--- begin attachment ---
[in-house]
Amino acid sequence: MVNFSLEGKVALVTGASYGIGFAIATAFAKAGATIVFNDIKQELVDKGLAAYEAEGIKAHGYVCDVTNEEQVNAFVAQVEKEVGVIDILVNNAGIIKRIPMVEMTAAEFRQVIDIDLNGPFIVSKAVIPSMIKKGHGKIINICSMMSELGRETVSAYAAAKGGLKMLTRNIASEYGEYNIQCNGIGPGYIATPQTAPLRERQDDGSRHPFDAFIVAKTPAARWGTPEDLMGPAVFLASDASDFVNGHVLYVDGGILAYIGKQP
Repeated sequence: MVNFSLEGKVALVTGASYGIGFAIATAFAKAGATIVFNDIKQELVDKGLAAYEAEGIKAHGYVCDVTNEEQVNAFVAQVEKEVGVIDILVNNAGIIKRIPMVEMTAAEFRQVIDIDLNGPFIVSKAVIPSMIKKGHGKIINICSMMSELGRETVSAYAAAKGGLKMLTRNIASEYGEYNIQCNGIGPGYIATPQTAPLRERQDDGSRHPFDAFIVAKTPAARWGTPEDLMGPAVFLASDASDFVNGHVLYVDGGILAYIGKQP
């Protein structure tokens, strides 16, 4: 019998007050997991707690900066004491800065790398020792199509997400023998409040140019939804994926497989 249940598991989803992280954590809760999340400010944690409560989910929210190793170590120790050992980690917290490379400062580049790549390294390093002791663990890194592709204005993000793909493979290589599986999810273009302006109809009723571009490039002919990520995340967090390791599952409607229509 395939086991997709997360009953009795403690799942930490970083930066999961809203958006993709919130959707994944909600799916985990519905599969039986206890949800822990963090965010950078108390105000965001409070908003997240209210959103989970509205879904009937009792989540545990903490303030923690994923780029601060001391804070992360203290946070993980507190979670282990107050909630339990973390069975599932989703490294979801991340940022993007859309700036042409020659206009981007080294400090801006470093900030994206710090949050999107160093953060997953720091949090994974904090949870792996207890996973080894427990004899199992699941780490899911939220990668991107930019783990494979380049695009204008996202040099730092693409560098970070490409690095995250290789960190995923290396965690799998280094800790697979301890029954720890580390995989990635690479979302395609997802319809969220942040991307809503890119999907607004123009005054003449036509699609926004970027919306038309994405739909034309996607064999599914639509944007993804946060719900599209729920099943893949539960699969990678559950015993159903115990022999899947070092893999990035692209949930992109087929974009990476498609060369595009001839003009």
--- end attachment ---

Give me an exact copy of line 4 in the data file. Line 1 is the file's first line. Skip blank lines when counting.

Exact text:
């Protein structure tokens, strides 16, 4: 019998007050997991707690900066004491800065790398020792199509997400023998409040140019939804994926497989 249940598991989803992280954590809760999340400010944690409560989910929210190793170590120790050992980690917290490379400062580049790549390294390093002791663990890194592709204005993000793909493979290589599986999810273009302006109809009723571009490039002919990520995340967090390791599952409607229509 395939086991997709997360009953009795403690799942930490970083930066999961809203958006993709919130959707994944909600799916985990519905599969039986206890949800822990963090965010950078108390105000965001409070908003997240209210959103989970509205879904009937009792989540545990903490303030923690994923780029601060001391804070992360203290946070993980507190979670282990107050909630339990973390069975599932989703490294979801991340940022993007859309700036042409020659206009981007080294400090801006470093900030994206710090949050999107160093953060997953720091949090994974904090949870792996207890996973080894427990004899199992699941780490899911939220990668991107930019783990494979380049695009204008996202040099730092693409560098970070490409690095995250290789960190995923290396965690799998280094800790697979301890029954720890580390995989990635690479979302395609997802319809969220942040991307809503890119999907607004123009005054003449036509699609926004970027919306038309994405739909034309996607064999599914639509944007993804946060719900599209729920099943893949539960699969990678559950015993159903115990022999899947070092893999990035692209949930992109087929974009990476498609060369595009001839003009």